- Most recently, Russia’s defense minister announced his government had actually instructed our military on where we were permitted target our missiles during last weekend’s airstrikes in Syria. This was after Cowardly Liar provided advanced notice of the attacks, which according to media reports “did not hit a single airplane, airfield or delivery system.” (Perhaps we should call him the Cowardly Leaker?)
- This is, of course, all in addition to Russia’s cyber attacks during the 2016 election and its continuing nose-thumbing support of Syrian dictator Bashar al-Assad.
These are not the actions of a guy who respects a Cowardly Liar, let alone fears him. “Weak” is too puny a term to describe our commander-in-chief’s tepid responses to these provocations.
Don’t forget, it was the Cowardly Liar who, for months, claimed Russia had nothing to do with interfering in our election. This turned out to be false. Then he claimed he and his campaign “had nothing to do with Russia,” which also turned out to be false.
Now he insists there was no collusion with Russia during the election – even though we’ve seen the video footage of him exhorting his pals to hack into Hillary’s e-mails during the campaign.
Likewise, when the British government first took retaliatory measures against Russia for the spy-poisoning incident, the Liar initially hedged in condemning our old Cold War foe. “As soon as we get the facts straight, if we agree with them, we will condemn Russia or whoever it may be,” he announced – even after the UK had already made its determination.
Just days later, the Liar called Putin to offer congratulations for the Russian leader’s re-election and invite him to the White House for a visit. Ailing Sen. John McCain took time from his battle with brain cancer to offer this reminder: “An American president does not lead the Free World by congratulating dictators on winning sham elections.”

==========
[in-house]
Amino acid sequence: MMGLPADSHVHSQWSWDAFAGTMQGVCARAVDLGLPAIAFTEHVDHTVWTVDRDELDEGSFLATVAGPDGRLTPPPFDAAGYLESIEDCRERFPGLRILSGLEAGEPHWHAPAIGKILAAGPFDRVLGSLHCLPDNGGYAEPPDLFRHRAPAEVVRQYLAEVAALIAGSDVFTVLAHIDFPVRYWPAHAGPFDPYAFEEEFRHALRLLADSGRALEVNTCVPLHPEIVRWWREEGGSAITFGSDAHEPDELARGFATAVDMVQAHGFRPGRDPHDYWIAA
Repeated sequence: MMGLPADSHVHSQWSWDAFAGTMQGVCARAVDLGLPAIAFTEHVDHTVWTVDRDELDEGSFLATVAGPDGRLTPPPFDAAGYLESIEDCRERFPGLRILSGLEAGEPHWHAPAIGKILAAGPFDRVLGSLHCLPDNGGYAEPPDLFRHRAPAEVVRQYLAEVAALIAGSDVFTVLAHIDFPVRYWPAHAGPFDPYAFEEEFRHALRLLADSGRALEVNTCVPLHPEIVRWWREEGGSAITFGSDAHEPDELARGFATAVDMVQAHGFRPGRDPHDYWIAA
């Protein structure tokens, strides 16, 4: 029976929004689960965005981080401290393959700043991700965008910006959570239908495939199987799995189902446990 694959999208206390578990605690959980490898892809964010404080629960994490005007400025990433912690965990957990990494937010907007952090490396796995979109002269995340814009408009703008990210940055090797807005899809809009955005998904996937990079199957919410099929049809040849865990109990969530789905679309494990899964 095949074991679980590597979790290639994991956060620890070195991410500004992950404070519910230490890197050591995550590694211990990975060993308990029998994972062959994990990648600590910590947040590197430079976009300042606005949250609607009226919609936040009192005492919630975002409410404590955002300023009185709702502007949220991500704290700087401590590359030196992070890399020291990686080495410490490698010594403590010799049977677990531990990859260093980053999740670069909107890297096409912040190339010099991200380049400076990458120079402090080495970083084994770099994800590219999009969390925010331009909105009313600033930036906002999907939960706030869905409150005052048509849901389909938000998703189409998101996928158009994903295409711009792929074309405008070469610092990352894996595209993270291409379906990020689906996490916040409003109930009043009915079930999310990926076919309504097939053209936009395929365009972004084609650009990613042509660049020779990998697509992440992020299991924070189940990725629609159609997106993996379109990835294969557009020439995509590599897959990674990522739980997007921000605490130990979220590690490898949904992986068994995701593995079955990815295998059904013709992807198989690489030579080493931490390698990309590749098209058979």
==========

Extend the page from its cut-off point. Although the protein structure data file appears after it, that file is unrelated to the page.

Then this past week, United Nations Ambassador Nikki Haley announced sanctions would be forthcoming against Russia for its supporting role in the recent chemical attack in Syria – only to have the Cowardly Liar retreat from those actions the very next day.
Which is why the Liar opened himself up to absolute ridicule when he later claimed “no one has been tougher on Russia.”
The Liar’s ties to Russia go back decades. Even in his 1987 book The Art of the Deal, which brought him into the American consciousness, he described how “now I’m talking about building a large luxury hotel, across the street from the Kremlin, in partnership with the Soviet government.”
As recently as October 2015, well into his presidential campaign, he actually signed a letter of intent to build a Trump Tower in Moscow. Let me repeat that – while campaigning for the office of President of the United States, the Liar was pursuing a deal to build a hotel complex in Moscow.
His notoriously shady attorney Michael Cohen served as intermediary in the deal, and the Liar would have received $4 million right up front if the deal hadn’t eventually fallen thru.
As it’s pretty clear the Liar didn’t expect to actually win his White House bid, it would seem the Moscow project reinforces the notion his entire campaign was an effort to boost his profile for future business endeavors. But whether it’s due to simple weakness on his part or because he’s now compromised in some way, the Liar’s fear of confronting Putin is clearly emboldening the Russian leader.
The Liar often tries to adopt Winston Churchill’s bulldog frown when posing for photos, but to date he’s been more Chamberlain than Churchill.
(April 22, 2018)
You can now follow D. Allan Kerr on Twitter: @Sloth_Blog